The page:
Resources for Coping Responses of Parents
The ability of parents to respond to the stress of having a child with a disabling condition is based on two categories of resources available to them: internal resources and external resources.
Kirk and Gallagher (1989) find that some families are successful in coping with having children with disabilities, while some are not. Families that are successful "call on internal and external means of support for the strength to deal with the special needs of their children" (p. 22).
There are five internal resources that are closely related to parents' coping responses. These five resources are described in the paragraphs that follow.
The Degree of Perceived Control or Lack of Control of the Situation
Using its own internal resources, a family can find it somewhat easier to adjust to life with a child with disabilities (Gallagher, 1986). Examples of internal resources are:
- A mother who is satisfied with her marriage
- A father who is supportive
- Financial security
- A commitment to a set of values (for example, strong religious beliefs)
- The support of relatives, friends, and parents of other children with handicaps (Kirk & Gallagher, 1989, pp. 22-23)
Families may perceive the situation of having a child with disabilities in different ways. As a result, some may withdraw, while others may see it as a challenge. Turnbull and Turnbull (1990) give specific examples:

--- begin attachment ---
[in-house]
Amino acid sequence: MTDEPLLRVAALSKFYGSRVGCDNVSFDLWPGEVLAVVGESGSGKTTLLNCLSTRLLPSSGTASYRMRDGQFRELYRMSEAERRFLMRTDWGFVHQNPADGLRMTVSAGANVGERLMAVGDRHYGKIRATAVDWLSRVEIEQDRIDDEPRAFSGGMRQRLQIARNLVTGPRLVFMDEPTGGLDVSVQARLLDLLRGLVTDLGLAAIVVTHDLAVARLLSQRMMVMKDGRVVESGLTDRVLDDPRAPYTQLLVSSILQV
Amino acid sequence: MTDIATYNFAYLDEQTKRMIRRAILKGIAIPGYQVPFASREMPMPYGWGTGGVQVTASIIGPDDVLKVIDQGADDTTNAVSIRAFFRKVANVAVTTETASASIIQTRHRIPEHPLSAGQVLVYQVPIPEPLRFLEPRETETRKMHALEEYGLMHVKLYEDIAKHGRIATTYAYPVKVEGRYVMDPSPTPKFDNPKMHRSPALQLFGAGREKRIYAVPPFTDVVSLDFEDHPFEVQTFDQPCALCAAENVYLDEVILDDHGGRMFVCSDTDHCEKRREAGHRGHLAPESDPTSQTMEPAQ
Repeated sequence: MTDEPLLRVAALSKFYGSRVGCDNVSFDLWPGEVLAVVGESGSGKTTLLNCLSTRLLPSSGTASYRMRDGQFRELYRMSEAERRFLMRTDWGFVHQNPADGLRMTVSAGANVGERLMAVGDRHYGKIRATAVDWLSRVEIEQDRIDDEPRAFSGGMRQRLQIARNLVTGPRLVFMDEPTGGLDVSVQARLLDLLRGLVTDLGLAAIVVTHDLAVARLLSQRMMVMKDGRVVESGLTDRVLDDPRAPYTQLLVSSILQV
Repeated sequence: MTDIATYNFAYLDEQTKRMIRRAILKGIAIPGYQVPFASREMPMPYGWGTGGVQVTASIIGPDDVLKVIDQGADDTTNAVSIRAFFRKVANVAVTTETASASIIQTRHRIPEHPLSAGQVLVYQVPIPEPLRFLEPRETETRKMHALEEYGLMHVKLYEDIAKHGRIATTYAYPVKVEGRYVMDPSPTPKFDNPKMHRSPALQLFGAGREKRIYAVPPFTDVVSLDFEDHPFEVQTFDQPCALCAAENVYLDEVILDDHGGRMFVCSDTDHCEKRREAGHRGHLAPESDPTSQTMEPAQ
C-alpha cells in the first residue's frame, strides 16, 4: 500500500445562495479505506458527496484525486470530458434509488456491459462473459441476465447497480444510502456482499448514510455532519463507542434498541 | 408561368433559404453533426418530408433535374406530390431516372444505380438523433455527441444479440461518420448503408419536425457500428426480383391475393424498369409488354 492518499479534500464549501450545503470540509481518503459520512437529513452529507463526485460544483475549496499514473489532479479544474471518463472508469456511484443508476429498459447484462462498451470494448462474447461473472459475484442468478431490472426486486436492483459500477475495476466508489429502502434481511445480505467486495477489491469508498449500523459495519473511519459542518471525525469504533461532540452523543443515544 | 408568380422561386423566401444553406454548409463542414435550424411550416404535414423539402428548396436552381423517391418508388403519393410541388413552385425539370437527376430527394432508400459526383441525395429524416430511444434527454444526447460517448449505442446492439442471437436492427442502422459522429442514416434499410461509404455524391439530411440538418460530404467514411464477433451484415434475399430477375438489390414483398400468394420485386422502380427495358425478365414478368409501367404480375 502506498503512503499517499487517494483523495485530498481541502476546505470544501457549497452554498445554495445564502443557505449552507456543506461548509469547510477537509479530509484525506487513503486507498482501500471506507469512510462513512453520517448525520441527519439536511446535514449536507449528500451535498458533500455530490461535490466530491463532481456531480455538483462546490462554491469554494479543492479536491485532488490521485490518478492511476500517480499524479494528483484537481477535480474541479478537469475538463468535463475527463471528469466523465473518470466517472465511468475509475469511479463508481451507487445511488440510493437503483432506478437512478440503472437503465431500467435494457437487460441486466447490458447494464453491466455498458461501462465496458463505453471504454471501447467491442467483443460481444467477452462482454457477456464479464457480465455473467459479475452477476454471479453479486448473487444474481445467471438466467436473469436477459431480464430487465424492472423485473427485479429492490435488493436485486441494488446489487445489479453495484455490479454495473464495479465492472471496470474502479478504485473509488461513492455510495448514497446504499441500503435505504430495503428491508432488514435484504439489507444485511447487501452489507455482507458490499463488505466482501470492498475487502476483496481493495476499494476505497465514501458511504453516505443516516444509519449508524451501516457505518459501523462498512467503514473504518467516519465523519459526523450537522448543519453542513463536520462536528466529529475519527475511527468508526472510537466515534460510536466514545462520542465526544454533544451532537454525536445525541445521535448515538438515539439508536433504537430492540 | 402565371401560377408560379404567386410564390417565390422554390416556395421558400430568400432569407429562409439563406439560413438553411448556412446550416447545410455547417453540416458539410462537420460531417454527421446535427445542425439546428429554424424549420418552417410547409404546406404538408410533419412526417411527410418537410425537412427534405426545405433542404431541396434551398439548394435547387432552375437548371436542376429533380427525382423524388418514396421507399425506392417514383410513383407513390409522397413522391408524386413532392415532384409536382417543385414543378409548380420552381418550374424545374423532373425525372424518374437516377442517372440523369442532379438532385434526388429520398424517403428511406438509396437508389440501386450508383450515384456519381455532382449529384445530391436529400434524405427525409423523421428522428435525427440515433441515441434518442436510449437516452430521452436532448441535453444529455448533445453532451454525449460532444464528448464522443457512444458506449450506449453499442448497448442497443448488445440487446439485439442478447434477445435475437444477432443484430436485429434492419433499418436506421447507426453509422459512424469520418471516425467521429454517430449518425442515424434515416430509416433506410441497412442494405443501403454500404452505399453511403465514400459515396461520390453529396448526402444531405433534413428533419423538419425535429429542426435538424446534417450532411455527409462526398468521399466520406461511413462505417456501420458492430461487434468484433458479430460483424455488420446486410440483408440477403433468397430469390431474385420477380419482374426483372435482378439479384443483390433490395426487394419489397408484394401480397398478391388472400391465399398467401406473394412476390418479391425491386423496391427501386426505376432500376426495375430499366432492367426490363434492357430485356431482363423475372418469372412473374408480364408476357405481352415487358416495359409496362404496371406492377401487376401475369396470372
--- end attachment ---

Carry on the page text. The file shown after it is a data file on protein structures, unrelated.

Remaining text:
If we interpret an event negatively, we think of it as threatening our well-being or creating needs-in other words, it is stressful to us. If on the other hand, we interpret an event positively, we think of it as enhancing our well-being or satisfying our needs-in other words, we cope ... When we use an internal coping strategy, we revise our interpretations about an event that was originally perceived negatively, so that all or part of it can be perceived positively or at least neutrally. (p. 362)
Interactions in extended families with grandparents and other relatives such as uncles and aunts may be complex (Gabel & Kotsch, 1981). However, these extended family members may provide support and help (Caplan, 1976; Vadasy & Fewell, 1986). Professionals have started to realize the potential of grandparents as a significant source of support (Fewell, 1986a). Sonnek (1986) suggests that programs for extended family members, such as: (a) the family, infant, and toddler project; (b) the family intervention project; and (c) the grandparents' workshop, should focus on supporting the entire family and utilizing the existing helping relationships and patterns in the extended family on a day-to-day basis for effective family functioning.
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